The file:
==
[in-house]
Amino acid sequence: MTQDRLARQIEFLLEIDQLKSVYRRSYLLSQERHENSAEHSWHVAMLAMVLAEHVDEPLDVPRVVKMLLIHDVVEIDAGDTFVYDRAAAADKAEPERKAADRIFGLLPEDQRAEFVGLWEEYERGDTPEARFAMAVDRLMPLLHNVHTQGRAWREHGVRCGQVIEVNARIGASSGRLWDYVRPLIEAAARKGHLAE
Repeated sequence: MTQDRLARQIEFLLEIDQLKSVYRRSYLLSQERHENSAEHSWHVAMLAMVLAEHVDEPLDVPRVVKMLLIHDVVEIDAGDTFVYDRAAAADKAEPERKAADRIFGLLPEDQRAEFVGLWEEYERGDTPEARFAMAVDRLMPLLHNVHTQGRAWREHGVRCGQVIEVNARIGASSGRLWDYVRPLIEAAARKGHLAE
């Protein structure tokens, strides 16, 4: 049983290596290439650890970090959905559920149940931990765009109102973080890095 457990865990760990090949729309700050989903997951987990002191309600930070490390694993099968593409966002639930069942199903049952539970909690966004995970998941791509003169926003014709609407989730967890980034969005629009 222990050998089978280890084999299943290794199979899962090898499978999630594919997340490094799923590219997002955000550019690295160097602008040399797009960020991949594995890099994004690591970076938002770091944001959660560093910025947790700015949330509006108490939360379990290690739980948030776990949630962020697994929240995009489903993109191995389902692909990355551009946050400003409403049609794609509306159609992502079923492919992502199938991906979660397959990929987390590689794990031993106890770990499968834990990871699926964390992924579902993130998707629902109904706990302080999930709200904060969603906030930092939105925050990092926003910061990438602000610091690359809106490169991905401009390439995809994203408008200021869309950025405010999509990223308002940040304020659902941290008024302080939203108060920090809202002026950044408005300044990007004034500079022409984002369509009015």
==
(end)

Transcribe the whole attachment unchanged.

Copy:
[in-house]
Amino acid sequence: MTQDRLARQIEFLLEIDQLKSVYRRSYLLSQERHENSAEHSWHVAMLAMVLAEHVDEPLDVPRVVKMLLIHDVVEIDAGDTFVYDRAAAADKAEPERKAADRIFGLLPEDQRAEFVGLWEEYERGDTPEARFAMAVDRLMPLLHNVHTQGRAWREHGVRCGQVIEVNARIGASSGRLWDYVRPLIEAAARKGHLAE
Repeated sequence: MTQDRLARQIEFLLEIDQLKSVYRRSYLLSQERHENSAEHSWHVAMLAMVLAEHVDEPLDVPRVVKMLLIHDVVEIDAGDTFVYDRAAAADKAEPERKAADRIFGLLPEDQRAEFVGLWEEYERGDTPEARFAMAVDRLMPLLHNVHTQGRAWREHGVRCGQVIEVNARIGASSGRLWDYVRPLIEAAARKGHLAE
């Protein structure tokens, strides 16, 4: 049983290596290439650890970090959905559920149940931990765009109102973080890095 457990865990760990090949729309700050989903997951987990002191309600930070490390694993099968593409966002639930069942199903049952539970909690966004995970998941791509003169926003014709609407989730967890980034969005629009 222990050998089978280890084999299943290794199979899962090898499978999630594919997340490094799923590219997002955000550019690295160097602008040399797009960020991949594995890099994004690591970076938002770091944001959660560093910025947790700015949330509006108490939360379990290690739980948030776990949630962020697994929240995009489903993109191995389902692909990355551009946050400003409403049609794609509306159609992502079923492919992502199938991906979660397959990929987390590689794990031993106890770990499968834990990871699926964390992924579902993130998707629902109904706990302080999930709200904060969603906030930092939105925050990092926003910061990438602000610091690359809106490169991905401009390439995809994203408008200021869309950025405010999509990223308002940040304020659902941290008024302080939203108060920090809202002026950044408005300044990007004034500079022409984002369509009015």